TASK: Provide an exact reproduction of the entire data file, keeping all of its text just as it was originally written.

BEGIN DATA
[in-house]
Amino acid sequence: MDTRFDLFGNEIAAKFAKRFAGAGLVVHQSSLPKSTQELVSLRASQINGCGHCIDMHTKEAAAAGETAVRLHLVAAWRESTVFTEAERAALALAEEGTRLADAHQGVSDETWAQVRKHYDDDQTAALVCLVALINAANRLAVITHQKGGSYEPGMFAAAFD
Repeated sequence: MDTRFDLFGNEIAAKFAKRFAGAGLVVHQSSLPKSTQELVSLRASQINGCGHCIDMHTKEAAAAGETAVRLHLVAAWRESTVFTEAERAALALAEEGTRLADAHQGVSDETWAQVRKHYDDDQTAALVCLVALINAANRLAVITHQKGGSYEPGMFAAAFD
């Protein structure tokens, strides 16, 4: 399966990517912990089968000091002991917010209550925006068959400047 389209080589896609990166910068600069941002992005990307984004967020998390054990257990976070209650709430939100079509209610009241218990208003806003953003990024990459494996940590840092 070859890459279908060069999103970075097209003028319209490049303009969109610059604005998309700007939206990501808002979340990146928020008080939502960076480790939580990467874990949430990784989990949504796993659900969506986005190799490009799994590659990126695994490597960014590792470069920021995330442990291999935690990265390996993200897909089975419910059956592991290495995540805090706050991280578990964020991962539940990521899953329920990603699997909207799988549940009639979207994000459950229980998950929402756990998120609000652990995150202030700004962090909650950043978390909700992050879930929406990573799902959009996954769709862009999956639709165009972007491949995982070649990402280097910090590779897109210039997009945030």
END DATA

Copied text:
[in-house]
Amino acid sequence: MDTRFDLFGNEIAAKFAKRFAGAGLVVHQSSLPKSTQELVSLRASQINGCGHCIDMHTKEAAAAGETAVRLHLVAAWRESTVFTEAERAALALAEEGTRLADAHQGVSDETWAQVRKHYDDDQTAALVCLVALINAANRLAVITHQKGGSYEPGMFAAAFD
Repeated sequence: MDTRFDLFGNEIAAKFAKRFAGAGLVVHQSSLPKSTQELVSLRASQINGCGHCIDMHTKEAAAAGETAVRLHLVAAWRESTVFTEAERAALALAEEGTRLADAHQGVSDETWAQVRKHYDDDQTAALVCLVALINAANRLAVITHQKGGSYEPGMFAAAFD
């Protein structure tokens, strides 16, 4: 399966990517912990089968000091002991917010209550925006068959400047 389209080589896609990166910068600069941002992005990307984004967020998390054990257990976070209650709430939100079509209610009241218990208003806003953003990024990459494996940590840092 070859890459279908060069999103970075097209003028319209490049303009969109610059604005998309700007939206990501808002979340990146928020008080939502960076480790939580990467874990949430990784989990949504796993659900969506986005190799490009799994590659990126695994490597960014590792470069920021995330442990291999935690990265390996993200897909089975419910059956592991290495995540805090706050991280578990964020991962539940990521899953329920990603699997909207799988549940009639979207994000459950229980998950929402756990998120609000652990995150202030700004962090909650950043978390909700992050879930929406990573799902959009996954769709862009999956639709165009972007491949995982070649990402280097910090590779897109210039997009945030």